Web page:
Marcus Foster

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No. 12 Creighton lands come-from-behind win over Ole Miss

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Marcus Foster scored 25 points and Khyri Thomas chipped in 16 points of his own as No. 12 Creighton landed a come-from-behind win over Ole Miss in the title game of the Paradise Jam in the Virgin Islands, 86-77.

The Rebels were up by as many as 12 points in the second half before the Jays caught fire from deep – Creighton finished shooting 16-for-26 from beyond the arc – but the real difference came on the defensive end of the floor. The Bluejays finally started getting stops, and it’s not a coincidence that those stops came at the same time that they started clearing the defensive glass.

Ole Miss took a 46-40 lead into the break. With 15 minutes left in the game, a jumper from Cullen Neal gave Ole Miss a 59-51 lead. They mustered just 18 points the rest of the way. It’s also worth noting that Ole Miss grabbed 14 of their 17 offensive rebounds in the first 25 minutes; they finished with 20 second chance points.

The defense is going to be the key long-term for Creighton. This is easily the most athletic team that Greg McDermott has had in his time at Creighton – there’s probably an argument to be made that it’s the most talented as well, although that’s a different discussion for a different day – but what they have in shooting prowess and back court dominance they lack in true difference-makers defensively.

Deandre Burnett and Rasheed Brooks, who both had 22 points, are good basketball players – Burnett had 41 points in the opening game of this event – but they got anything they wanted in the first half on Monday night. It helped that they made seemingly all of the open shots that they got, and it also helped that Justin Patton, Zach Hanson and Toby Hegner looked helpless against Sebastian Saiz on the glass. Again, Saiz is a good player, but he should not have been able to dominate the glass like that against a team that’s many believe is a top 15-20 team in the country.

The Bluejays are going to score a lot of points this season. They have shooters everywhere on their roster, they have a group of guards that are as good as any in the country and they those guards thrive in transition and when their spacing creates driving lanes.

But their ceiling will be limited if they cannot get more consistent defensively.

On the other side, Ole Miss is a better basketball team than I thought they were. They may even be the second-best team in the SEC. Burnett is going to score a lot of points this season while Neal and Brooks seem like capable compliments in the back court. Throw in Saiz, who is as underrated as anyone in that conference, and this is a typically-good Andy Kennedy team.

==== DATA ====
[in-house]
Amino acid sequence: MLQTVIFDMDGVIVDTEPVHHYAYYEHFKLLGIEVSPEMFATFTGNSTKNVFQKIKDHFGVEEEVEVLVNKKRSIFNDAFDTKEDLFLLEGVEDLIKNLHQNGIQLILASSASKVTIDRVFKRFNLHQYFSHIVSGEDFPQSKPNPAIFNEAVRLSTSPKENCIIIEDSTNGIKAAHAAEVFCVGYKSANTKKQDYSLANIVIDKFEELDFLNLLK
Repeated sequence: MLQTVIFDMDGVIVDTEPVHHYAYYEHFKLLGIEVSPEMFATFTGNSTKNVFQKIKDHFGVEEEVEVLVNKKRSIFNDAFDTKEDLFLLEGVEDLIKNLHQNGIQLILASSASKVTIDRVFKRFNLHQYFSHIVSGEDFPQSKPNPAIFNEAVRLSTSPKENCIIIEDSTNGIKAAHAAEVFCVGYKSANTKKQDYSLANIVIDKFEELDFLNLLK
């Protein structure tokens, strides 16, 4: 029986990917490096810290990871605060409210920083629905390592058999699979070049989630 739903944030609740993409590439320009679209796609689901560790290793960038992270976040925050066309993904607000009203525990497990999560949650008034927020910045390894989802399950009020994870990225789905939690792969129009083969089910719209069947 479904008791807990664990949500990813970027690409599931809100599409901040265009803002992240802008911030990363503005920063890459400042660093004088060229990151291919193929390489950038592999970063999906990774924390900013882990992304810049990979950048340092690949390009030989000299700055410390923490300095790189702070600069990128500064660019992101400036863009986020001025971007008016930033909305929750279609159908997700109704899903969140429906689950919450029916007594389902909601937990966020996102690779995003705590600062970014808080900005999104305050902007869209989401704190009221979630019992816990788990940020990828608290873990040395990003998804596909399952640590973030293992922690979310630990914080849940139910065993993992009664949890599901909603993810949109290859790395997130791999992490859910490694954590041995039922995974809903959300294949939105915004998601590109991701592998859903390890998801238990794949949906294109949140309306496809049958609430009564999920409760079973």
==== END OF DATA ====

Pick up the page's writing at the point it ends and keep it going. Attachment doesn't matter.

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Former Kansas State guard transferring to Creighton

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Marcus Foster, a guard whose sophomore season at Kansas State was an inconsistent one, has found a new home. Foster, who entered last season as a candidate for Big 12 Player of the Year, has decided that he’ll complete his college career at Creighton.

Foster announced the decision on Twitter, and after sitting out the 2015-16 season he’ll have two years to play under head coach Greg McDermott.

As a sophomore Foster averaged 12.5 points per game, shooting just under 39 percent from the field and 34.7 percent from beyond the arc. He and head coach Bruce Weber clashed on multiple occasions throughout the season, but that was the story for most of the Kansas State team as a group that reached the NCAA tournament in 2014 finished below .500. In the case of Foster a change of scenery may benefit him, and he joins a Creighton system that should serve him well once eligible.

While Foster sits out this season Creighton will look for major contributions from two other transfers in guard Maurice Watson and forward Cole Huff, both of whom sat out the 2014-15 campaign per NCAA transfer rules. Both were productive options at their previous stops, Watson at Boston University and Huff at Nevada, and that will need to be the case next season as the Bluejays lost their lone double-digit scorer in guard Austin Chatman.

Foster is the fifth newcomer who will join the Creighton program this summer with the other four being freshmen. Guards Malon Stewart and Khyri Thomas, and forwards Justin Patton and Martin Krampelj complete the class, with the 6-foot-10 Patton the most highly regarded of the freshman quartet.

Kansas State losing three players, including Marcus Foster (UPDATED)

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source: Getty Images
(Getty Images)

Kansas State took a hit to its rotation on Tuesday as three players are leaving the program. Leaving the Wildcats due to dismissal from the program is sophomore guard Marcus Foster and freshman shooting guard Tre Harris, according to a release from the school. Sophomore point guard Jevon Thomas will also transfer.

The loss of Foster is the major news here. As a freshman, Foster was one of the best players in the Big 12 as the 6-foot-2 guard averaged 15.5 points, 3.2 rebounds and 2.5 assists per game for the Wildcats. As a sophomore, Foster started to become a problem in the locker room. He was benched in a Big 12 game against Oklahoma State and appeared to lose confidence at times during the season. His shooting percentages dropped to 38 percent from the field and 34 percent from 3-point range.

The 6-foot-1 Thomas was a major part of the Kansas State backcourt rotation this season. Thomas averaged 25 minutes per game and put up 4.5 points and 3.3 assists and 3 rebounds per contest in his sophomore season. One of the premier perimeter defenders in the Big 12 when he was engaged, Thomas also had 1.1 steals per game and was a difference-maker on that end when he was providing pressure.

At 6-foot-5, Harris showed some ability to score in bursts as a freshman role player. In 21 games, Harris was 20-for-44 from 3-point range and seemed to find his niche in the rotation by being a spark plug. Harris wasn’t overly productive in other facets of the game, however, as he had 18 rebounds and 11 assists in 211 minutes played.

Foster leaving means the Wildcats are losing their most talented player with two more seasons of eligibility. It’s a major hit for Bruce Weber’s program and now there isn’t a clear go-to guy on the roster without him.